2006 Lincoln Zephyr
By Dan Jedlicka of MSN Autos
The Lincoln Zephyr is the most luxurious member of Ford Motor's new midsize sedan trio, which includes the entry Ford Fusion and midrange Mercury Milan.
Lincoln is reviving an old name because the first Lincoln Zephyr was a medium-priced 1936 model that pulled luxury Lincoln through the desperate 1930s Depression.
The new Zephyr also is meant to halt Lincoln's sliding auto sales. It's sized and priced beneath the larger, rear-wheel-drive Lincoln LS, which has only been a moderate success mainly because it lacks the cachet of rivals. However, the European-style LS has sort of paved the way for the Zephyr.
The aerodynamic 1936 Zephyr, which had aircraft-style construction and a 12-cylinder engine, was more advanced than the medium-priced Cadillac and Packard models, which also helped those luxury automakers make it through the Depression.
The Zephyr is generally softer than the Fusion and Milan, befitting its luxury status. It thus isn't as much fun to drive quickly as the harder-edged Fusion and Milan, which have sharper reflexes and invite being driven in a sportier manner.
Not that the Zephyr is sloppy—it has the same taut, basic design as the Fusion and Milan, which have a European sports sedan feel although derived from the Japanese Mazda6.
The Zephyr is fairly large, being 190.5 inches long and weighing 3,406 pounds. Its cleanly styled exterior is fronted by Lincoln's signature "waterfall" grille. Lincoln considers the car's rather large 17-inch alloy wheels an important design element; they're offered with a machined aluminum look or a chromed-aluminum finish.
One Trim Level
The V6 provides strong acceleration, but isn't as smooth as a Honda Accord or Toyota Camry V6.
The Zephyr V6 has chromed dual exhaust outlets to enhance the car's sporty image. It works with a responsive 6-speed automatic transmission, which has one more forward speed than its major rivals, the Camry and Accord.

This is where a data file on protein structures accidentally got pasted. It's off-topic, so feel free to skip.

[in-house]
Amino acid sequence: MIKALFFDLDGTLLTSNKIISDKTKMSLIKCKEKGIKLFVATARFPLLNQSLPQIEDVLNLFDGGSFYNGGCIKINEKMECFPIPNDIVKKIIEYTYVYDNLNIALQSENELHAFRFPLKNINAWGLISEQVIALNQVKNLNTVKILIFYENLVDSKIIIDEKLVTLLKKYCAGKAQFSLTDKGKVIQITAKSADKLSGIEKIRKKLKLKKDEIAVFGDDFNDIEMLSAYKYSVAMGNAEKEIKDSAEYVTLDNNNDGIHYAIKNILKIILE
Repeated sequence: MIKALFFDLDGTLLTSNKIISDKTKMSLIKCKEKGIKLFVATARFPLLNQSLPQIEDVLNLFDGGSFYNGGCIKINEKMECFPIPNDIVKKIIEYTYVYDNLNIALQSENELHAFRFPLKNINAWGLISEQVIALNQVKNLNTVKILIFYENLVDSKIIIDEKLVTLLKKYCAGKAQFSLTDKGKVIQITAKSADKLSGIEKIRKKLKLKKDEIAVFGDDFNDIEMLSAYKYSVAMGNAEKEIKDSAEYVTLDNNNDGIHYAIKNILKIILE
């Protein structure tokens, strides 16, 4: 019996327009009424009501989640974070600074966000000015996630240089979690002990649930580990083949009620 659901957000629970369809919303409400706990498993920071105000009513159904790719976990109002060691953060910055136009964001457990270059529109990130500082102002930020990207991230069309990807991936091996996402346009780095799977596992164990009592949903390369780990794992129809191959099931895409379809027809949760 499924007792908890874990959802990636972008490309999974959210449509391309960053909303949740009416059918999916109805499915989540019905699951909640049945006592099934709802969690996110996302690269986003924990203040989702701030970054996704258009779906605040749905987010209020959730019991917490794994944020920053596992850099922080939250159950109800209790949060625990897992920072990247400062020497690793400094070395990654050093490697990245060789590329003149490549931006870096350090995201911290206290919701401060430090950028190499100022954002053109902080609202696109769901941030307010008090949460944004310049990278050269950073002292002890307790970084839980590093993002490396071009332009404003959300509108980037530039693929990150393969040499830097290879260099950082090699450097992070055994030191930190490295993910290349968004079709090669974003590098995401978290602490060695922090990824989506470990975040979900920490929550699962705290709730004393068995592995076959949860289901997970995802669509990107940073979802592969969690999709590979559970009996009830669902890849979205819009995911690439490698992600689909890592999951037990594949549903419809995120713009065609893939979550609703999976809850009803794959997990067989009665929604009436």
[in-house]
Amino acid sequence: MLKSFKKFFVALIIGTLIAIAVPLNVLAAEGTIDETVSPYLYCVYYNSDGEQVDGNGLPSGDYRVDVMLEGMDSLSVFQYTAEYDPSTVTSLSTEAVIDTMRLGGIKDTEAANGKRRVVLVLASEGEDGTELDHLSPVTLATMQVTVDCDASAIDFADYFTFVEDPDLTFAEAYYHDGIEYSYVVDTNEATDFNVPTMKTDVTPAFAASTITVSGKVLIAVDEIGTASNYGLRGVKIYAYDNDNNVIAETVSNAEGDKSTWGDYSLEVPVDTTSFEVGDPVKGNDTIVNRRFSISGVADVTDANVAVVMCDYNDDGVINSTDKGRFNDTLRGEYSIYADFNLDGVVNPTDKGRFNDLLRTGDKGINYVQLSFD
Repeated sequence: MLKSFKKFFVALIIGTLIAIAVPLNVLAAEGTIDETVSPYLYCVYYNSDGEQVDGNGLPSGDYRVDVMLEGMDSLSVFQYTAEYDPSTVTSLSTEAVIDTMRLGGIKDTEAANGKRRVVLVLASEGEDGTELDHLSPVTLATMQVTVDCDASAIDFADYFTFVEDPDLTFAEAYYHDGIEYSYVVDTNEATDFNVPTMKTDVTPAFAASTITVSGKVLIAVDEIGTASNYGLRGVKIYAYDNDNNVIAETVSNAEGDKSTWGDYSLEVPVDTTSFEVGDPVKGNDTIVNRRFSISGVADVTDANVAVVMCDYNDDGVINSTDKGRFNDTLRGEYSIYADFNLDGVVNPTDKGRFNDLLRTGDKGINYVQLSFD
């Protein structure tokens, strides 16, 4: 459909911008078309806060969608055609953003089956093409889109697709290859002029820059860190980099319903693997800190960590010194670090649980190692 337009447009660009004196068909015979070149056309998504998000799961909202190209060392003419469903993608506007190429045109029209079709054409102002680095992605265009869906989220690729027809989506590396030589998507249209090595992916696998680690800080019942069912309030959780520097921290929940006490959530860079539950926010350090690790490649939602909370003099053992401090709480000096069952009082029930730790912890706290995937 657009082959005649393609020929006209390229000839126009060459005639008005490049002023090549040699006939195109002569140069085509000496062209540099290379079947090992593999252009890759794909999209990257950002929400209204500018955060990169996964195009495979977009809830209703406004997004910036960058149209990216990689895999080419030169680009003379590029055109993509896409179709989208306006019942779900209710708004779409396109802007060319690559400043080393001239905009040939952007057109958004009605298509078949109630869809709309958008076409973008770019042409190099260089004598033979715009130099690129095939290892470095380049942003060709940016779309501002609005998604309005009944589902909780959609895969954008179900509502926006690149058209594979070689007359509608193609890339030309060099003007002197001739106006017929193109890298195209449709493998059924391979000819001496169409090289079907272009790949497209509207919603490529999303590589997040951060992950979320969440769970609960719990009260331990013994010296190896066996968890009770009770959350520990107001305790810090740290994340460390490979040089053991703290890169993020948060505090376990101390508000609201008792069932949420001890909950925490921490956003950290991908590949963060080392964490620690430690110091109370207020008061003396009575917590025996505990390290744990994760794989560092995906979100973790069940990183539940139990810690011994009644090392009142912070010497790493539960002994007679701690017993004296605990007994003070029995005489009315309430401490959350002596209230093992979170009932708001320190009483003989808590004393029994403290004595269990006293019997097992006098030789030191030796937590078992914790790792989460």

Decent Fuel Economy
Steering is quick with the tilt-telescopic wheel and isn't as heavy as Fusion and Milan steering. A supple, fully independent suspension shrugs off bumps and provides a soft, well-controlled ride and adroit handling, enhanced by the large wheels and wide 50-series tires. Traction control is standard.
Smooth stops from the anti-lock disc brake system, which has electronic brake force distribution for surer quick stops, is allowed by a progressive-action brake pedal.
Major controls can be easily used, and dual-zone climate control should help keep occupants of the supportive, heated power front bucket seats comfortable.
Doors have storage pockets, but they don't hold much. The glovebox isn't roomy, either. But the covered front console storage bin is fairly large, as are the dual front cupholders. Thankfully, the power windows don't race up and down when activated and can be easily stopped from going completely down or up by touching a window control switch.
The 60/40 split rear seatbacks have trunk releases to prevent thieves from gaining entry to the trunk from the back seat. The seatbacks flip forward to enlarge the cargo area, but don't sit entirely flat when folded forward.
The Zephyr is well equipped, with all sorts of power features and such items as cruise control, remote keyless entry, an AM/FM radio with in-dash 6-disc CD/MP3 changer, a classy analog dashboard clock and heated power outside mirrors.
The heavy hood must be held open with an old-fashioned prop rod, instead of modern hydraulic struts, if owners want to, say, add engine oil. Fluid filler areas can be reached fairly easily and are located around a large plastic engine cover.
There are relatively few options. They include a new $2,495 DVD navigation system, $1,200 power sunroof, $495 premium perforated leather/cooled front seats, $995 THX premium sound system and powerful $495 Xenon headlights. Chrome alloy wheels are $895.
The Fusion and Milan are nicely tailored for their markets, and the same can be said for the upscale Zephyr.